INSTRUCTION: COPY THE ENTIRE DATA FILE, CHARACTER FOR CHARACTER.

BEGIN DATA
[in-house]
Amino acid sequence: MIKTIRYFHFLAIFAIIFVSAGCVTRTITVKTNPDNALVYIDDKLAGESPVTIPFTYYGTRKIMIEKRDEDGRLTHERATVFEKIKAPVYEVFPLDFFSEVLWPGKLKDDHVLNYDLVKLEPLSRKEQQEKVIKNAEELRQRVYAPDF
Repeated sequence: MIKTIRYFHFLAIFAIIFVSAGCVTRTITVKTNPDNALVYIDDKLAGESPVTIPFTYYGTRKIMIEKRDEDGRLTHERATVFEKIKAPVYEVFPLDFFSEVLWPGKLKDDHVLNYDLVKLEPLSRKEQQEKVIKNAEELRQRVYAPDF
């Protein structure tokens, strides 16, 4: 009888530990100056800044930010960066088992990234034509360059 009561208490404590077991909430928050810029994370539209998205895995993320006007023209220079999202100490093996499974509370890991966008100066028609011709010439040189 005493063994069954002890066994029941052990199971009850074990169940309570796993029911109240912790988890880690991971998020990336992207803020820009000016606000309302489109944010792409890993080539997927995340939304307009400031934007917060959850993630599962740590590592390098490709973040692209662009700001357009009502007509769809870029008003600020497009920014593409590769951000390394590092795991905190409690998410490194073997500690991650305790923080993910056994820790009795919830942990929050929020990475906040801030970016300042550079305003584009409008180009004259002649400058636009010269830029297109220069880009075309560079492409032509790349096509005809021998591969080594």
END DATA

[in-house]
Amino acid sequence: MIKTIRYFHFLAIFAIIFVSAGCVTRTITVKTNPDNALVYIDDKLAGESPVTIPFTYYGTRKIMIEKRDEDGRLTHERATVFEKIKAPVYEVFPLDFFSEVLWPGKLKDDHVLNYDLVKLEPLSRKEQQEKVIKNAEELRQRVYAPDF
Repeated sequence: MIKTIRYFHFLAIFAIIFVSAGCVTRTITVKTNPDNALVYIDDKLAGESPVTIPFTYYGTRKIMIEKRDEDGRLTHERATVFEKIKAPVYEVFPLDFFSEVLWPGKLKDDHVLNYDLVKLEPLSRKEQQEKVIKNAEELRQRVYAPDF
């Protein structure tokens, strides 16, 4: 009888530990100056800044930010960066088992990234034509360059 009561208490404590077991909430928050810029994370539209998205895995993320006007023209220079999202100490093996499974509370890991966008100066028609011709010439040189 005493063994069954002890066994029941052990199971009850074990169940309570796993029911109240912790988890880690991971998020990336992207803020820009000016606000309302489109944010792409890993080539997927995340939304307009400031934007917060959850993630599962740590590592390098490709973040692209662009700001357009009502007509769809870029008003600020497009920014593409590769951000390394590092795991905190409690998410490194073997500690991650305790923080993910056994820790009795919830942990929050929020990475906040801030970016300042550079305003584009409008180009004259002649400058636009010269830029297109220069880009075309560079492409032509790349096509005809021998591969080594």